Re: Plumbing of Fast CGI Streams

Mark Brown (
Thu, 04 Jul 1996 10:54:15 -0400

Message-Id: <>
To: Jim Fulton <>
Subject: Re: Plumbing of Fast CGI Streams 
In-Reply-To: Your message of "Thu, 04 Jul 1996 10:07:53 EDT."
Date: Thu, 04 Jul 1996 10:54:15 -0400
From: Mark Brown <>

Excellent questions.

    > But if the buffer fills the
    > application will block.  In the future we'd like to make the buffers
    > expand on demand in order to prevent the application from blocking on
    > output.

    I think that this is pretty critical, epecially if you aim to support
    state-full single-threaded applications.

Can you explain what you mean by a state-full application?

I agree this is an important issue, but it seems important to
*any* application that writes more than the server is prepared to

    We develop state-full applications and splitting these applications
    into multiple processes is unattractive.  We can't, in general, limit
    the amount of data these applications input or output, so if we want to
    use Fast CGI, it appears we need a multi-threaded library.

Can you explain why you can't use session affinity to run your app
as multiple processes?  In many cases session affinity works well.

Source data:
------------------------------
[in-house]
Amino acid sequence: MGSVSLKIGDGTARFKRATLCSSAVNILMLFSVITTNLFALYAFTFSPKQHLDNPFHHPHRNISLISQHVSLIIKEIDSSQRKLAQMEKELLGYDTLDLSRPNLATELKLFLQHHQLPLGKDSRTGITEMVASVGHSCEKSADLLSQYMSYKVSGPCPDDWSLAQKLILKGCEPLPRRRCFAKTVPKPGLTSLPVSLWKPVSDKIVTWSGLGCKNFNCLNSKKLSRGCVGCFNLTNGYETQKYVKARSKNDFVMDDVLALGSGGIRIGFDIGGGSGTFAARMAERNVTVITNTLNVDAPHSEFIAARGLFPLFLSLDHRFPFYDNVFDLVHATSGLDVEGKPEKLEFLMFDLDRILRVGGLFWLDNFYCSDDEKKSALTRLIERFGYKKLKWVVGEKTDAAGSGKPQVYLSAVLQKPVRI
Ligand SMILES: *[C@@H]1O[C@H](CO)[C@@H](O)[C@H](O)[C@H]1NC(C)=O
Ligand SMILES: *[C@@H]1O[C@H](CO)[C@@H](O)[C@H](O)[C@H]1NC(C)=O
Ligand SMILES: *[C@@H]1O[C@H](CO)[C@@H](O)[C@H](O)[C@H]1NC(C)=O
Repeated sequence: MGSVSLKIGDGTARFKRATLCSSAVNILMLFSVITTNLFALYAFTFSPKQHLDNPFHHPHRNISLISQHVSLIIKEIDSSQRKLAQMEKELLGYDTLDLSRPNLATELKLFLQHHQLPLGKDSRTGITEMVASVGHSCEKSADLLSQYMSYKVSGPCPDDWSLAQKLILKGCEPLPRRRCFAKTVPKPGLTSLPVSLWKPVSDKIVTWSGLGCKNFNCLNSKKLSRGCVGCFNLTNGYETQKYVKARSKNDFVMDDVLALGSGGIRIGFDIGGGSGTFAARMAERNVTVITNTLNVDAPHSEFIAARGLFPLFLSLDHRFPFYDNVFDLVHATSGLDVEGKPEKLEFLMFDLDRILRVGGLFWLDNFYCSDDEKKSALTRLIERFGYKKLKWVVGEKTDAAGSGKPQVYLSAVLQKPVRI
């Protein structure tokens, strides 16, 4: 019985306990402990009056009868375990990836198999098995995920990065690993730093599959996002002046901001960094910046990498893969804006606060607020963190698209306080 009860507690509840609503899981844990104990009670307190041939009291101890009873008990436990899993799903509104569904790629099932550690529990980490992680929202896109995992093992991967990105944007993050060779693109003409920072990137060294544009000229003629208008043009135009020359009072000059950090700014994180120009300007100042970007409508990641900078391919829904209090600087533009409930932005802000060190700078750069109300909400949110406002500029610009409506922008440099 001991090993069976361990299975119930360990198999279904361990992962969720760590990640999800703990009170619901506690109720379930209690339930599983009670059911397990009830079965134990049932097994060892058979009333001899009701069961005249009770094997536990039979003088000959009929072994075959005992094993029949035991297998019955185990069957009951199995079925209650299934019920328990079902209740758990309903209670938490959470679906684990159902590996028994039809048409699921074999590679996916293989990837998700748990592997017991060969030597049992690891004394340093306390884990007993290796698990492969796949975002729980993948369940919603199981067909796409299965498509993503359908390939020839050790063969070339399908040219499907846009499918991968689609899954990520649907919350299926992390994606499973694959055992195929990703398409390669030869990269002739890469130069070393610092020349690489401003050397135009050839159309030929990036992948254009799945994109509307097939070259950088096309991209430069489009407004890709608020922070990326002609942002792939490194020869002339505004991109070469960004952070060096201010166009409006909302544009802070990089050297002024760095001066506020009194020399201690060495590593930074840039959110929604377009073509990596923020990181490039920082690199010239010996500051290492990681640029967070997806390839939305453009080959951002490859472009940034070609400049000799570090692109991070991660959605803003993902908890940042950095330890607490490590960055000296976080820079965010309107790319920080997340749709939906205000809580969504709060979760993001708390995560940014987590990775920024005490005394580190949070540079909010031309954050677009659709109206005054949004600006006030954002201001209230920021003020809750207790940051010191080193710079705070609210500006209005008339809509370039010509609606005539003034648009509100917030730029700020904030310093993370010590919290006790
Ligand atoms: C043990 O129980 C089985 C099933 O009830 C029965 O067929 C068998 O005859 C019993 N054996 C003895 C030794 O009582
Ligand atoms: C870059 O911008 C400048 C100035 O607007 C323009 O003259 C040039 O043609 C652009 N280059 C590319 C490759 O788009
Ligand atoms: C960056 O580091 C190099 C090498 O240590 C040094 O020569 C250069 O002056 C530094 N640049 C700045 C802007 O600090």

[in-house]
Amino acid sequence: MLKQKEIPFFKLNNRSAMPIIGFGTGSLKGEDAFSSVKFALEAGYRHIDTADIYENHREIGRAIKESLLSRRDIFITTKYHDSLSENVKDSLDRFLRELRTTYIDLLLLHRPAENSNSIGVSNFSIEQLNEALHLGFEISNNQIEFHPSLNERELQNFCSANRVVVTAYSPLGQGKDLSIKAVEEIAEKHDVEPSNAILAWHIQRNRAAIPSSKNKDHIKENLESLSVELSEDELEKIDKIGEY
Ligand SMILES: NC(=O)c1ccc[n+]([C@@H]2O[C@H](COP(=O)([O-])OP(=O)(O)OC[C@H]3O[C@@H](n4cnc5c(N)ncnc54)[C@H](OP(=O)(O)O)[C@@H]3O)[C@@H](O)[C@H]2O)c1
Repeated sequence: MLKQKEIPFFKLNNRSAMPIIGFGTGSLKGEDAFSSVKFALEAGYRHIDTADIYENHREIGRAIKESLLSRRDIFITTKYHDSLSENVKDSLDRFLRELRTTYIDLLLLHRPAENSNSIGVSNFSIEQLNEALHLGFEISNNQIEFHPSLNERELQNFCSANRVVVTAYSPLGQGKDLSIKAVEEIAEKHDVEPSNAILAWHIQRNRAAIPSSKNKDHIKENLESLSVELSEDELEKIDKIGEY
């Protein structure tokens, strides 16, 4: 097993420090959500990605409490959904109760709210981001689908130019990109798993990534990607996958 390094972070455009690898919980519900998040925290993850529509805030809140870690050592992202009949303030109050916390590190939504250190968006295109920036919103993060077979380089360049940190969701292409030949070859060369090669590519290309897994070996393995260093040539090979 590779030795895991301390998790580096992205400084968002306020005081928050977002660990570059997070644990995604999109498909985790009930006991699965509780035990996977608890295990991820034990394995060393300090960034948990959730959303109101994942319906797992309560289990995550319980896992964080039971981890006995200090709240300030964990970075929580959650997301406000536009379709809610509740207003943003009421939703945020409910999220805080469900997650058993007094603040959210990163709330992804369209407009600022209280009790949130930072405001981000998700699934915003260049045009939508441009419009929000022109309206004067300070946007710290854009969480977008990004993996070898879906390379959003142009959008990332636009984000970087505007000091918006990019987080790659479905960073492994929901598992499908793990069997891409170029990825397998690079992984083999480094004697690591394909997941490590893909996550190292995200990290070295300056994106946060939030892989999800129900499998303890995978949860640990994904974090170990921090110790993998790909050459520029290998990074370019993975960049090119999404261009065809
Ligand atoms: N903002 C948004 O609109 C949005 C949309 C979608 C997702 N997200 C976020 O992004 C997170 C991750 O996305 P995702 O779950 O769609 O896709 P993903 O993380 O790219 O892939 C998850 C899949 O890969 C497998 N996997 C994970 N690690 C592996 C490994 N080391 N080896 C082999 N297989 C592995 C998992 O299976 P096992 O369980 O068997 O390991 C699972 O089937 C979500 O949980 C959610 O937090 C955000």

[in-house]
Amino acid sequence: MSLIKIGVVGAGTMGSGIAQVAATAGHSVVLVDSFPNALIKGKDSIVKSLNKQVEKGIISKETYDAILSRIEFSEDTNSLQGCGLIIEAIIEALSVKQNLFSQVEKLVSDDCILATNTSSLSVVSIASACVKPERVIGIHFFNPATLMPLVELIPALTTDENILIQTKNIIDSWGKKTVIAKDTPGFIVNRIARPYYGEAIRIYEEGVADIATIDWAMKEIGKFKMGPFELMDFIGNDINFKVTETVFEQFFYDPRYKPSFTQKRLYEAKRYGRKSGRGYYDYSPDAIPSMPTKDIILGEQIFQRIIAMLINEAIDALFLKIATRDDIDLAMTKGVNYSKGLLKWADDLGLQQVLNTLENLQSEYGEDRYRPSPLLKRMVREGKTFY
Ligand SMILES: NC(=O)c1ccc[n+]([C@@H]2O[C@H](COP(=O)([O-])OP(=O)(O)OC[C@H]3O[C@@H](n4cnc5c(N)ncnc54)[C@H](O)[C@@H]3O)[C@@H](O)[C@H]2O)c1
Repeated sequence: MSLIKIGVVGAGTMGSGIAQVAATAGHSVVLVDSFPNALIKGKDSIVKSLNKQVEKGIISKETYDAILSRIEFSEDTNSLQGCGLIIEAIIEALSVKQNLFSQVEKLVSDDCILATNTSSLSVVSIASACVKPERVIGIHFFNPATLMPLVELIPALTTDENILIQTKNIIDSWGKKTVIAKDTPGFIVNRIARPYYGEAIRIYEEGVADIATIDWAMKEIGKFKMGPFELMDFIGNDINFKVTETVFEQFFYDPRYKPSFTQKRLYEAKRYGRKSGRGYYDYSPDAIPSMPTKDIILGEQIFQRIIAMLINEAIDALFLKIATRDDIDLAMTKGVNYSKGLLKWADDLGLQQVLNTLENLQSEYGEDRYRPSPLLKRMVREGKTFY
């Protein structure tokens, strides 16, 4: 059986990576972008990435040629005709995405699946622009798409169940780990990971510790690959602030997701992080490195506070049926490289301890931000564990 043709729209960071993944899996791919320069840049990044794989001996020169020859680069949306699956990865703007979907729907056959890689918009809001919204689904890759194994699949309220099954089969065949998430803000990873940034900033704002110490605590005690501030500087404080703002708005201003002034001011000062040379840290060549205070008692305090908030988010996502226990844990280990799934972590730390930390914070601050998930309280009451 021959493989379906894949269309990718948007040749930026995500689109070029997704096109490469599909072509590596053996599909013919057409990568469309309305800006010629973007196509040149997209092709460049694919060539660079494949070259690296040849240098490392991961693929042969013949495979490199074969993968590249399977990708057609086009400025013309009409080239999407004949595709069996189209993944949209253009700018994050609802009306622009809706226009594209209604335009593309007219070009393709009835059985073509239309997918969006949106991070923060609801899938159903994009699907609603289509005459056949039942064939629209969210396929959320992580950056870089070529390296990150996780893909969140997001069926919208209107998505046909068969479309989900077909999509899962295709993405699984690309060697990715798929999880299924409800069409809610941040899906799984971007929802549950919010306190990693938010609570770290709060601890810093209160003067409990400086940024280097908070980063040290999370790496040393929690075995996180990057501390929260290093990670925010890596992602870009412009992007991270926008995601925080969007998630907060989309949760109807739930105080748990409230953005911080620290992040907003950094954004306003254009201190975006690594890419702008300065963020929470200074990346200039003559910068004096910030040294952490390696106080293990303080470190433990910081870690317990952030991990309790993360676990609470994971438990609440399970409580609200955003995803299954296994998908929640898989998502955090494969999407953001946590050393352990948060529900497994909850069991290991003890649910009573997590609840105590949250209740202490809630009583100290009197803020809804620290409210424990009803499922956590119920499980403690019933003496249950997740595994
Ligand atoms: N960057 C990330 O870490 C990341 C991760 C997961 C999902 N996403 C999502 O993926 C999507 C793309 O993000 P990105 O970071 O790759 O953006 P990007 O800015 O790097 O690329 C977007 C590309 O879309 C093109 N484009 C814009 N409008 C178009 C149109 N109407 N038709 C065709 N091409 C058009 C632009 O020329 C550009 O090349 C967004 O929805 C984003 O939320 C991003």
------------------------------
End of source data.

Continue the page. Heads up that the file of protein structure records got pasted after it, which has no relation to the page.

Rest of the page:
OK, suppose we decide to write a multi-threaded Fast CGI
    application library.

    Now, we seem to have three choices:

    - Accept multiple requests over a single multiplexed connection,
    - Accept multiple requests over multiple non-multiplexed connections, or
    - Accept multiple requests over multiple multiplexed connections.

None of the *servers* supports connection multiplexing today,
so your second option is the way to go today.

As you point out, the server must implement very flexible buffering
to make connection multiplexing work.  That's one reason why
the Open Market server doesn't perform connection multiplexing today.
Multiplexing doesn't make sense for Apache and NCSA, which handle
only one request at a time per server process.

We provided for connection multiplexing in the protocol from
the outset because as performance standards rise (and they are rising
quite steeply) multiplexing is bound to become necessary.